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Age:  Just a Number?

By Bonnie Johnson,


21, 43, 65, whatever the age, it shouldn’t matter, nor be a barrier in the workplace. However, it’s necessary we recognize that everyone carries unconscious bias regarding different age groups. Your generation may influence your work style and habits. Ageism, or prejudice based on age, is typically associated with the elderly, but if you are a student or new professional you may already know that it can impact younger generations too. surveyed unemployed candidates in the agricultural industry about hindrances to finding a job. Beyond the pre-listed barriers, the most frequently cited other hindrance was age. Age discrimination may be overt, but oftentimes we are affected by casual biases or conversation based on stages of life.


As a student or young professional entering the workforce, it is particularly important for you to recognize stereotypes associated with your generation, your own personal biases about older generations, how to approach more “seasoned” workers, and how to navigate your interactions with all age groups, from students to those nearing retirement.



Age is often directly associated with experience, so you may first be confronted with this reality when you look at job descriptions that request multiple years of experience. We often hear students complain, “All of the jobs require years of experience; how do I get experience when I can’t get a job?”


The good news is many organizations are flexible with their required experience qualifications. In fact, more than 70% of jobs posted on do not specify a number in the “Minimum Years of Experience Required” category field; less than 3% of jobs specify 5-plus years’ experience.


When employers do list experience qualifications, don’t feel that this request is based on judgment of your generation — this dilemma has been impacting young professionals for generations. Experience definitely adds value and enriches your knowledge base for an employer’s benefit, so that is why internships, summer work experiences, work study, and related jobs are vital to building up your resume. Many compa­nies also offer training programs for new grads to gain more experience and learn all aspects of the organization.




For nearly twenty years, employers have been hiring new graduates from Gen Y, also known as “Millennials.” Stereotypes commonly associated with millennials are that they are confident, tech-savvy, multi-tasking, goal-oriented, seekers of constant feedback, expect participation trophies for everything, and are parented by helicopter mothers and fathers. Millennials in the workplace have become a subject of comedy routines, YouTube video series, and TV shows. Chances are you’ve seen some of this or have been schooled on this topic from professors or advisors. Have you thought, “NO that’s not me?!” Negative or positive, these stereotypes will be hard to shake for a few years, even as the next generation starts in the work world.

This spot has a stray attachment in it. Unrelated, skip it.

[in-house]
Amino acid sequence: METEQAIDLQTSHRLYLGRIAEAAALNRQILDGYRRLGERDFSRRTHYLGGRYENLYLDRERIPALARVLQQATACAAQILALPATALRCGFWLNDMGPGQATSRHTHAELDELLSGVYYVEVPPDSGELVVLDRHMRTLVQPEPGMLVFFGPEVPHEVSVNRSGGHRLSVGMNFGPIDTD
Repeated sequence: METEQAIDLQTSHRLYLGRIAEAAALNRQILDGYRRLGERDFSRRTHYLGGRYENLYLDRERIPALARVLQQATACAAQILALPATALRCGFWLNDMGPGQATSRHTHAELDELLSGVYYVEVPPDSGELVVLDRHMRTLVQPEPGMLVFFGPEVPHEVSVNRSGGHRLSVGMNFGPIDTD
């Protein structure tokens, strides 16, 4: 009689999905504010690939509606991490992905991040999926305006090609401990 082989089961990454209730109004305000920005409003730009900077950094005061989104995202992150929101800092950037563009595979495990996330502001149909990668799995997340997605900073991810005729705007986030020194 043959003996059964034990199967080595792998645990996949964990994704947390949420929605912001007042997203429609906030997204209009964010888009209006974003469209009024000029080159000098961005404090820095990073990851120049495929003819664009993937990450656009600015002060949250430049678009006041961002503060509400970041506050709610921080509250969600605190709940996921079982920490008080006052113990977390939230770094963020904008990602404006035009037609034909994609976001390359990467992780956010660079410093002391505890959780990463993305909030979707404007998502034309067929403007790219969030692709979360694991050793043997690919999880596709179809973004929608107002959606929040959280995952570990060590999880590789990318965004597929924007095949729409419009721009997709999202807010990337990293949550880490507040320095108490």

That new generation is just beginning to enter the workforce now. Generation Z might include you! There is no precise age range for Gen Z since researchers disagree on the exact birth years. Depending on the source, Generation Z begins with birth dates anywhere from 1995 to the mid- 2000s. As the first completely digitized generation, Z’ers are predicted to also be proficient in technology, but also more financially conservative, diverse, independent thinkers and doers. If you are a Gen Z, understand that employers have been programmed to work with Generation Y, and are just learning the new traits of your generation and how this working relationship might differ.



Expect some typical comments like, “Oh you’re too young to remember when it used to work this way,” or “You probably aren’t old enough to know this.” Although this may be annoying if heard repeatedly, take it as an opportunity to share your knowledge and demonstrate through your work projects. The older generations may be surprised to find out you know more than they expect!


Older generations often assume (and rightfully so) that Gen Y & Z are technologically proficient. They may ask younger generations for suggestions on social media or a computer program, so be ready to share if you are tech-savvy. However, don’t make the mistake of assuming older generations are totally out-of-touch with computers, as they too have been using them daily for most of their work years. They may even know some tricks and tips for effective technology use in the workplace that you haven’t utilized before.



Coworkers are talking about a movie that came out in 1980 or their graduation from high school in 1992. Refrain from commenting, “Oh, I wasn’t even born then!” A simple “I’ve never seen that flick,” or remaining silent might be better received.


Abstain from mentioning your age or commenting on anyone else’s age. If you discover a coworker is turning 50 at your workplace, don’t make the mistake of commenting, “You’re the same age as my mom!”


Seasoned workers may also have the feeling that younger generations are pushing them out of their positions, trying to take over, or forcing retirement. Think of it from their perspective as well; has heard many times from older job seekers that it can be extremely difficult to find a new job at 50+ years old and make that transition after they’re displaced.


In many cases, these older workers have invested twenty or more years into an organization. Older generations can serve as valuable mentors to those starting their first job out of college. No matter the age, it is certainly true that you “learn something new every day.” You may also discover you have more in common than you anticipate, leading to the cultivation of a positive working relationship and possibly a true friendship!